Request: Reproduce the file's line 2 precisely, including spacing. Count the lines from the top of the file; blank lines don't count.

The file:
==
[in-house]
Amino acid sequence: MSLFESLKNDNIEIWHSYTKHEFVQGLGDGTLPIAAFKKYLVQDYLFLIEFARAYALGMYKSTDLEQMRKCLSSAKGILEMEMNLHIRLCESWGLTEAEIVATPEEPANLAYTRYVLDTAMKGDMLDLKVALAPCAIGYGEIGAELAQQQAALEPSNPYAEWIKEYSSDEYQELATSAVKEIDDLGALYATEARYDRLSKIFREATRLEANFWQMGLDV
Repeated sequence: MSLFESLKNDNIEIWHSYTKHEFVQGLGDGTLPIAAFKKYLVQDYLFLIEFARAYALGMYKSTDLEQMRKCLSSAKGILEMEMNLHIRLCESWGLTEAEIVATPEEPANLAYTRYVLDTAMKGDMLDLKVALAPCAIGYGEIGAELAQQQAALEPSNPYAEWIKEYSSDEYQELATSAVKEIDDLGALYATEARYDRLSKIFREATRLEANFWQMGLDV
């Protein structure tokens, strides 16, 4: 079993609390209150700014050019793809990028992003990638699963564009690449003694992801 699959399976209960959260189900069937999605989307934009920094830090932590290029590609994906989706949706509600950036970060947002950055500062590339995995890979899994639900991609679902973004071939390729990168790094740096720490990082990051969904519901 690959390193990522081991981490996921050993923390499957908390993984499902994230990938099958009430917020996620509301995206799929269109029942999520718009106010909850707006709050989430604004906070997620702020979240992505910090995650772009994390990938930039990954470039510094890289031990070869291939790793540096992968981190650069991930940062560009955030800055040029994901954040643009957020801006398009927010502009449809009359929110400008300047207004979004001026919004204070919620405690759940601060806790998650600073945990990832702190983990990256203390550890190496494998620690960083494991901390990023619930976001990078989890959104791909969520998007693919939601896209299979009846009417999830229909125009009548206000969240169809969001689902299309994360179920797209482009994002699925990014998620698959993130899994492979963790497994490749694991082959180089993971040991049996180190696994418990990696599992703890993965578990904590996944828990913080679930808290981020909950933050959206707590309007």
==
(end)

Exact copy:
Amino acid sequence: MSLFESLKNDNIEIWHSYTKHEFVQGLGDGTLPIAAFKKYLVQDYLFLIEFARAYALGMYKSTDLEQMRKCLSSAKGILEMEMNLHIRLCESWGLTEAEIVATPEEPANLAYTRYVLDTAMKGDMLDLKVALAPCAIGYGEIGAELAQQQAALEPSNPYAEWIKEYSSDEYQELATSAVKEIDDLGALYATEARYDRLSKIFREATRLEANFWQMGLDV